When it comes to climate change, are oil companies, Indigenous land defenders, and environmental activists “all in this together”? That’s what Canada’s new environment minister recently implied. With less than a week until the UN climate summit starts in Paris, it’s worth considering who’s really on our side in the fight to avert climate catastrophe.
Last week, Canada’s new minister of the environment and climate change, Catherine McKenna, shared on social media that her first publicized meeting with non-governmental actors in Canada was with Big Oil. Tweeting about her meeting with Enbridge, Suncor and Cenovus representatives, she commented that we’re “#allinthistogether.”
On the one hand, it was just a tweet, but on the other, it’s a tweet that says a lot about who this new government is aligning itself with when it comes to tackling climate change.
It’s a touching sentiment to think that we’re all in this together, as if the government, Big Oil and the people were some sort of three Musketeers coming together as all for one and one for all.
But it’s bullshit.
Tar sands expansion is incompatible with climate action
The simple truth is that Enbridge, Suncor and Cenovus all have business models that are based on a plan to extract, ship and burn more tar sands than the climate can handle. Specifically, their long-term profitability depends on not doing what the science says we have to in order to meet our obligation to stay below a 2C global temperature rise, which is to leave 85 per cent of tar sands in the ground.
There may be, and probably are, great people in those corporations who are genuinely concerned about climate change, and these companies may be making investments in technology and renewables, but without a recognition that real climate action means leaving fossil fuels in the ground, it won’t be enough. More than this, we have to remember that time and time again, the fossil fuel industry has done everything in its power to undermine climate action in Canada and around the world.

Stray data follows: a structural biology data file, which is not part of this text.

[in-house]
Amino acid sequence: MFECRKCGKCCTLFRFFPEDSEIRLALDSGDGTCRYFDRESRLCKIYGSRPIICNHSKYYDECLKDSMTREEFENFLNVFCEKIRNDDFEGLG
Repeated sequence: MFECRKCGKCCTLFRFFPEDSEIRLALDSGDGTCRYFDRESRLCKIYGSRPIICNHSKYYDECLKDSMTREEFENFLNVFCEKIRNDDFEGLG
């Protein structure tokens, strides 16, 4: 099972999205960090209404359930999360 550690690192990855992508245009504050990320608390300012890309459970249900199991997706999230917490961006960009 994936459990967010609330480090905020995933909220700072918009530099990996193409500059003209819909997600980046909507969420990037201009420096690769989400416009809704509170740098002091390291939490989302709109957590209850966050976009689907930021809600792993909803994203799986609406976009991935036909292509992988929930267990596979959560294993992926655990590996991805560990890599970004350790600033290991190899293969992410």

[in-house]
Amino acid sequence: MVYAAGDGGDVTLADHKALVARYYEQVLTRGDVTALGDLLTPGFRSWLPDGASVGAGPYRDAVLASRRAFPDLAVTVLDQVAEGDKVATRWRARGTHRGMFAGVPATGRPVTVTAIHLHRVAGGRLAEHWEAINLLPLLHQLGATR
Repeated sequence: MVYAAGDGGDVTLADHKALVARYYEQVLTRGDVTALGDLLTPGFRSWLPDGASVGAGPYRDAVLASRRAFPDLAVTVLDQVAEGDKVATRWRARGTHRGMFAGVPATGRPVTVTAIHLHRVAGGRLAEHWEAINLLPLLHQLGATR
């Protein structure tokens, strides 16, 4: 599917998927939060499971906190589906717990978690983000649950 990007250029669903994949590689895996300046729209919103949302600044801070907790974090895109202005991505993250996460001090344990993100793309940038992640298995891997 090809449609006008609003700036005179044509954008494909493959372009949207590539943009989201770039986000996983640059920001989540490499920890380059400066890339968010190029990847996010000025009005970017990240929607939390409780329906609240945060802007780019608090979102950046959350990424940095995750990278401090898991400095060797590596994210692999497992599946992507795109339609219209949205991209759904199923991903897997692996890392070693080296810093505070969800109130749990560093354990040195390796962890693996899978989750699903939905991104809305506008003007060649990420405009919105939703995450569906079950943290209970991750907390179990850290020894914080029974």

There is no shortage of examples to draw from, but perhaps the most telling is the recent revelation that Exxon Mobil knew about climate change in the 1970s and chose to actively deceive the public for over three decades. They lied about the risks and about their role in causing the crisis, and now they are facing an investigation in the state of New York because of it. There are countless other examples tracking how fossil fuel industry funding and action has undermined domestic and international climate legislation and clean energy initiatives. Oh, and there’s that whole climate denial movement, which was bought and paid for by the fossil fuel industry.
The Canadian connection
Here in Canada, it’s not much better. Enbridge was behind massive lobbying efforts to strip protections from Canada’s waterways in an effort to expedite the approval of their tar sands pipelines. Both Cenovus and Suncor are active members of the Canadian Association of Petroleum Producers, an infamous fossil fuel industry lobby group that has helped secure Canada’s reputation as a global pariah on climate change. CAPP was behind lobbying to stop climate legislation in Alberta in 2013, they formed a secret committee to promote tar sands development with the governments of Alberta and Canada in 2010 and they played a significant role in the drafting of now infamous omnibus bills gutting Canada’s environmental regulations.
In addition to their dubious records on climate and environmental protections, these are also corporations whose operations in northern Alberta have been at the core of countless violations of Indigenous and treaty rights. It raises the question of how the environment and climate minister plans to address years of unchecked development, spills and major health impacts while aligning herself with the same players that are facing Indigenous legal challenges from the west coast to the the tar sands.
When Prime Minister Justin Trudeau named a minister of the environment and climate change, I was hopeful that Catherine McKenna’s mandate would be stop climate change. But now I’m starting to get worried. If the first actor that Canada’s new government is listening to when it comes to climate action is the fossil fuel industry, we have a serious problem.
We already know what happens to the climate when Canada has a government that is in it together with Big Oil — that’s what we had with Stephen Harper.
We need a government that’s going to be in this together with the people and not the polluters. That means standing up to big oil companies, not getting into bed with them.